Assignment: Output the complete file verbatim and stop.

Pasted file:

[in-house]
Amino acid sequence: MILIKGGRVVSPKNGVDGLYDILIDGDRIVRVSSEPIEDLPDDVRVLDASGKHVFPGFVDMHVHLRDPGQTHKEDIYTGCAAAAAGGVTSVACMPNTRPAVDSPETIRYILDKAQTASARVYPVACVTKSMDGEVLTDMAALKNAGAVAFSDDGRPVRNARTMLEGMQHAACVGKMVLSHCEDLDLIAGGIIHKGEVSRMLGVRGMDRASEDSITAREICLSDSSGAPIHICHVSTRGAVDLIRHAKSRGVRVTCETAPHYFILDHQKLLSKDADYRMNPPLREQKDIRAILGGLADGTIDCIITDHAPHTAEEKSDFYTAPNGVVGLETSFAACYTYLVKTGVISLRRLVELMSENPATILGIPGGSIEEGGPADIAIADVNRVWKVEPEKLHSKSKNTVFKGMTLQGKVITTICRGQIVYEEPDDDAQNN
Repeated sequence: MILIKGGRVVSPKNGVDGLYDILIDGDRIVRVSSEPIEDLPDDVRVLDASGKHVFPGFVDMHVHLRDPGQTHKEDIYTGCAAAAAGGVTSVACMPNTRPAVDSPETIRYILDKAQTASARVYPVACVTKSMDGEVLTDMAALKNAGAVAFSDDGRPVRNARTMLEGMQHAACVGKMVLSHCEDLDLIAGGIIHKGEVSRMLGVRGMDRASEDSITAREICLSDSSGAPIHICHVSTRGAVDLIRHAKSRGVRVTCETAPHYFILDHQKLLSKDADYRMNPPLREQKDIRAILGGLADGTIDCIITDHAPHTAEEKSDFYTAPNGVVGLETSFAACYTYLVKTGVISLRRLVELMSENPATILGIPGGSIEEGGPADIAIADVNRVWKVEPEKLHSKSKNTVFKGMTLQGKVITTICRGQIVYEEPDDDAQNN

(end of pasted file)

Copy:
[in-house]
Amino acid sequence: MILIKGGRVVSPKNGVDGLYDILIDGDRIVRVSSEPIEDLPDDVRVLDASGKHVFPGFVDMHVHLRDPGQTHKEDIYTGCAAAAAGGVTSVACMPNTRPAVDSPETIRYILDKAQTASARVYPVACVTKSMDGEVLTDMAALKNAGAVAFSDDGRPVRNARTMLEGMQHAACVGKMVLSHCEDLDLIAGGIIHKGEVSRMLGVRGMDRASEDSITAREICLSDSSGAPIHICHVSTRGAVDLIRHAKSRGVRVTCETAPHYFILDHQKLLSKDADYRMNPPLREQKDIRAILGGLADGTIDCIITDHAPHTAEEKSDFYTAPNGVVGLETSFAACYTYLVKTGVISLRRLVELMSENPATILGIPGGSIEEGGPADIAIADVNRVWKVEPEKLHSKSKNTVFKGMTLQGKVITTICRGQIVYEEPDDDAQNN
Repeated sequence: MILIKGGRVVSPKNGVDGLYDILIDGDRIVRVSSEPIEDLPDDVRVLDASGKHVFPGFVDMHVHLRDPGQTHKEDIYTGCAAAAAGGVTSVACMPNTRPAVDSPETIRYILDKAQTASARVYPVACVTKSMDGEVLTDMAALKNAGAVAFSDDGRPVRNARTMLEGMQHAACVGKMVLSHCEDLDLIAGGIIHKGEVSRMLGVRGMDRASEDSITAREICLSDSSGAPIHICHVSTRGAVDLIRHAKSRGVRVTCETAPHYFILDHQKLLSKDADYRMNPPLREQKDIRAILGGLADGTIDCIITDHAPHTAEEKSDFYTAPNGVVGLETSFAACYTYLVKTGVISLRRLVELMSENPATILGIPGGSIEEGGPADIAIADVNRVWKVEPEKLHSKSKNTVFKGMTLQGKVITTICRGQIVYEEPDDDAQNN